by Marc Gordon is a professional speaker and marketing consultant,


With Kodak on the brink of bankruptcy, small business owners seem to be taking little notice. For them, Kodak's troubles seem distant, if not impossible. The fact is that many of the mistakes Kodak made, business owners make every day.

Who would have thought Kodak could be weeks away from bankruptcy? After all, the venerable company was a world leader in its field, in a virtually recession proof industry, and was making tons of money. Well all of that was at least true at one time.

Like many established companies that have fallen on hard times over the last few years, it was not the economy that did them in. Complacency, lack of focus, greed, and perhaps even denial all contributed to the downfall of a company that was once a case study in corporate success. And while many business owners can only shake their heads in disbelief, the fact is that many small businesses are guilty of making the same mistakes.

So here are four important lessons that every business, regardless of size, can learn from the mistakes Kodak has made.


For decades, Kodak’s sales and profits climbed. As such, management had the easy job of simply refining existing products rather than creating new ones, motivated by the “why fix what isn’t broken” mentality.

Many business owners are too quick to adopt this way of thinking for their own companies. A dental office that’s fully booked, a restaurant that’s always full, who can blame an owner for not wanting to sit back and enjoy the fruits of their labor? But focusing on continuous improvement is crucial for long term success.

Losing Focus

Nobody could argue with Kodak’s dominance in the camera and film market. So when they started spending portions of their huge cash reserves on unrelated industries like newspaper editing software and household cleaners, it was of little surprise they could not duplicate their process of success.

Small business, with its lean and nimble management style, can easily be lured into unrelated industries. And in most cases this will not only result in failure, but also have a negative impact on its core products and services.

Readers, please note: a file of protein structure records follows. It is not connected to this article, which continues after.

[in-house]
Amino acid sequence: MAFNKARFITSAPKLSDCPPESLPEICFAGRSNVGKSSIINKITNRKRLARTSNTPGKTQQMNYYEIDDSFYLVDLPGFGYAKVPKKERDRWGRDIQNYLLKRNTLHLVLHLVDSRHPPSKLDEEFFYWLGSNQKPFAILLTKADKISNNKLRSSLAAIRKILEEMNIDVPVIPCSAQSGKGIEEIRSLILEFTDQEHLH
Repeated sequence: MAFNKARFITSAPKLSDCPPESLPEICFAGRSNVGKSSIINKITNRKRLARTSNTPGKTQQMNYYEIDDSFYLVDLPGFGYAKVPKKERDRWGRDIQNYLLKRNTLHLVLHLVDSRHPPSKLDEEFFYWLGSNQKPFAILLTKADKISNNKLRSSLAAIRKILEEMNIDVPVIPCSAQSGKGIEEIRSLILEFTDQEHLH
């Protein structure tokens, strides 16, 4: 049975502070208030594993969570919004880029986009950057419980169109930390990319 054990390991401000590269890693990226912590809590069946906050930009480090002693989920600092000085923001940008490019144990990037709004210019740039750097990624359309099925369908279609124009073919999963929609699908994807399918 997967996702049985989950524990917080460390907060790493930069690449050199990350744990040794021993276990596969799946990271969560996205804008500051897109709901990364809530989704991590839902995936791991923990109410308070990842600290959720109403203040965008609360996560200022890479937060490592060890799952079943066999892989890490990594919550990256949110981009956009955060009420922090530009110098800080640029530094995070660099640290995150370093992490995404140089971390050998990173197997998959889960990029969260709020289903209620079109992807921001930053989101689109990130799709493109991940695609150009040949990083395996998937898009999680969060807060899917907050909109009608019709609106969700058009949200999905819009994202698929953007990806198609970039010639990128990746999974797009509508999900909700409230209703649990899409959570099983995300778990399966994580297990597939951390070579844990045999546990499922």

Ignoring Competitors

For decades Kodak was the only source for film. As such they were able to control their own pricing structure – until Fuji entered the market in the 1970’s with a comparable, but much less expensive product. Kodak refused to lower its prices, believing that the consumer would be willing to pay more for a known product. They were terribly wrong.

Many business owners believe they are also impervious to competition as a result of their “superior service and better prices”. However long term success comes from understanding what the market wants and what motivates people to choose you over a competitor.

Being Short Sighted

While companies like Sony, Canon and Fuji invested millions into developing digital cameras, Kodak instead chose to go with the proprietary Advanced Photo System, an evolution of 35mm film. And while Kodak had invented digital camera technology in the 1970’s, it resisted introducing it to market out of concern it would kill film sales.

Business owners are often known for resisting new technology. Whether influenced by cost, time, or knowledge, they often find themselves playing catch up while spending more and getting mixed results due to a steeper learning curve. It happened in the 1980’s with personal computers, the 1990’s with the internet, and today with social media.

Not Changing With the Market

With an influx of new products such as digital cameras and photo printers – all made by other companies – Kodak found itself left behind with the belief that people still wanted film. By the time Kodak started introducing their own competing products, they were labeled an also-ran, relegated to a 2.6 percent global market share for printers. Digital camera sales never came close to matching those of Canon, Nikon, and Sony who together have a 32 percent market share compared to Kodak’s 7 percent.

Whether by denial or lack of attention, business owners often miss changes in their local markets. Consumers buying habits, new products, or new standards for service are all things that must continuously be reviewed, analyzed, and modified as needed.

Companies of any size that look upon their success with a sense of ownership and entitlement will always fall victim to hungry startups that focus on finding and creating opportunities. If it can happen to Kodak, it can happen to anyone.

The Fall of Kodak: 5 Lessons for Small Business